Just from an historical perspective alone, it is difficult to accept this story as being other than allegorical. We know (because the Torah tells us) that Adam and Eve were created in the year 3,750 BCE.  We also know that Homo sapiens first appeared in the fossil record about 70,000 years ago.3 More primitive homo species, such as Neanderthal man, had already existed on this planet for about 1½ million years, although these species disappeared when homo sapiens came on the scene. Why this happened we do not know. Anthropologists also tell us that about 40,000 years ago, homo sapiens became more intelligent and were now no different from modern man  in any respect. Also, at about this time, Homo sapiens began spreading over the globe. 12,000 years ago, for example, Homo sapiens crossed the Bering Straits and moved from Europe into North, and then into South America.  Clearly, the notion that Adam and Eve were the first human beings on earth cannot be.


How then can a Bible-believing person accept the Garden of Eden story?  Either there was something special about Adam and Eve in their perception of God, which seems unlikely. More plausible, as that this story is an allegory.


In actuality, that this was an allegorical and not factual account would have been readily apparent to anyone reading this story at the time it was written.


Consider the following verses describing the location of the Garden of Eden: 


“A river issues forth from Eden to water the garden and from there it is divided and becomes four headwaters. The name of the first is Pishon, the one that encircles the whole land of Chavilah, where the gold is. The gold of that land is good; bdellium is there and the shohan stone. The name of the second river is Gichon, the one that encircles the whole land of Cush. The name of the third river is Chidekel, the one that flows towards the east of Ashur; and the fourth one is the Euphrates.” (Genesis 2:10-14)


But there is no place in the Near East at which a river splits into four major headwaters like this. The river “Chidekel” is usually identified with the Tigris, which was known in Mesopotamia as “Idiglat,”6 and this river does indeed join the “Euphrates” near the Persian Gulf. However, this is nowhere near “the land of Cush.” The “land of Chavila” is mentioned elsewhere in the Bible as where Ishmael’s progeny lived, but this land is far from Mesopotamia (“They dwelt from Chavila to Shur – which is near Egypt – towards Assyria.” Genesis 25:18)7 Mesopotamia was, and still is, poorly endowed with mineral wealth, but the upper reaches of the Nile were well known for their “gold”, and it is possible  that “Pishon” and “Gichon” were two tributaries of the Nile in southern Egypt.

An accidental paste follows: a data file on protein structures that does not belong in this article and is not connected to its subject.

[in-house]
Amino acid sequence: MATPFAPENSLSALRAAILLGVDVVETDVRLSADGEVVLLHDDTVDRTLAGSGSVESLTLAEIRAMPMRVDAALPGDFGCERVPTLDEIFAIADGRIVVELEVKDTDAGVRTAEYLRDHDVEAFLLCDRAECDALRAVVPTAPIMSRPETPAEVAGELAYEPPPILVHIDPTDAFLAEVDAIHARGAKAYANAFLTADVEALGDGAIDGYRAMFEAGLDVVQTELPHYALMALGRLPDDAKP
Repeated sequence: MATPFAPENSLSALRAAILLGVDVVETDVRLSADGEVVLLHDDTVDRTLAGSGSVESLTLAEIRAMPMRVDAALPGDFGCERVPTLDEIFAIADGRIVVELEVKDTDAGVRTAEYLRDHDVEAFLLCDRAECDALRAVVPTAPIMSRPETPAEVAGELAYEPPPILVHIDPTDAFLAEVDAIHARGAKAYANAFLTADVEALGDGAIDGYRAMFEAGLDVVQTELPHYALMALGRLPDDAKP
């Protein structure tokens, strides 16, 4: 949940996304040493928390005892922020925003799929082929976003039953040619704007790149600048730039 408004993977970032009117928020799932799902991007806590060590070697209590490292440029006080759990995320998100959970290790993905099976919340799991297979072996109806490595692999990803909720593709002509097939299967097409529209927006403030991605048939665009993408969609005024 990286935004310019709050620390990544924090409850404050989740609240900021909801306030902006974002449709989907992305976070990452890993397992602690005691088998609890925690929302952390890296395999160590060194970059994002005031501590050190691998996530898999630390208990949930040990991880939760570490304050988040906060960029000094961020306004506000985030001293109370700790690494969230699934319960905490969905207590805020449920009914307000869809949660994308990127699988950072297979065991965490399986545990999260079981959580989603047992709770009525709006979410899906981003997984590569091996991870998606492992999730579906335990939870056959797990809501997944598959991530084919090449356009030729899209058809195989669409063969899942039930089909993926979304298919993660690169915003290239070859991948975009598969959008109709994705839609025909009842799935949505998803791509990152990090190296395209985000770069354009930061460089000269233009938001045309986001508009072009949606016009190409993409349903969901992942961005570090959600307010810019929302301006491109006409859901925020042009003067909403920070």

What the Bible is doing here is describing a fictitious place in which the most desirable water and mineral resources of the then known world were combined together to create the most fertile and richest paradise in the world.


The 19th century Biblical commentator Rabbi Samson Raphael Hirsch, after proposing the unlikely notion that these rivers joined together underground, explains as follows:

Four districts seem to be named which, each in its way, yielded the richest of products. All the riches and all the abundance which lay separately in these lands were found together in Paradise.”


The walking-talking snake that has such a prominent role in this story is also very difficult to accept in any way other than allegorical. Medieval Jewish commentators have been bound to a literal understanding of this snake, although most have also been prepared to accept that the serpent is a representation of evil.  Nevertheless, a snake with vocal cords that emitted sounds that a human could understand, that had limbs that enabled it to walk, and that could in one instance change to the crawling snake we recognize today is hard to accept except as allegory. Admittedly, God could do it if He wanted, but there is nowhere else in the Torah in which God breaks the laws of nature in such a miraculous way. (reference to Bilaam)